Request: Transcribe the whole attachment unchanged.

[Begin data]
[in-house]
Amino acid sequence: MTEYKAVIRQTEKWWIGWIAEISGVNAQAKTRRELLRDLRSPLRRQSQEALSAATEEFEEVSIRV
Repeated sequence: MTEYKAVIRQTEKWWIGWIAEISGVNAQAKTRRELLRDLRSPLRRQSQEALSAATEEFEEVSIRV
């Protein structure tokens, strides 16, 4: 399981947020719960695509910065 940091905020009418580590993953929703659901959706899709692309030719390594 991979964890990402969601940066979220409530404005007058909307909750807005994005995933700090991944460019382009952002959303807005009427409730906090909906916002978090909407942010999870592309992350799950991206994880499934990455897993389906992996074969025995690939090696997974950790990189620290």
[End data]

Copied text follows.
[in-house]
Amino acid sequence: MTEYKAVIRQTEKWWIGWIAEISGVNAQAKTRRELLRDLRSPLRRQSQEALSAATEEFEEVSIRV
Repeated sequence: MTEYKAVIRQTEKWWIGWIAEISGVNAQAKTRRELLRDLRSPLRRQSQEALSAATEEFEEVSIRV
């Protein structure tokens, strides 16, 4: 399981947020719960695509910065 940091905020009418580590993953929703659901959706899709692309030719390594 991979964890990402969601940066979220409530404005007058909307909750807005994005995933700090991944460019382009952002959303807005009427409730906090909906916002978090909407942010999870592309992350799950991206994880499934990455897993389906992996074969025995690939090696997974950790990189620290």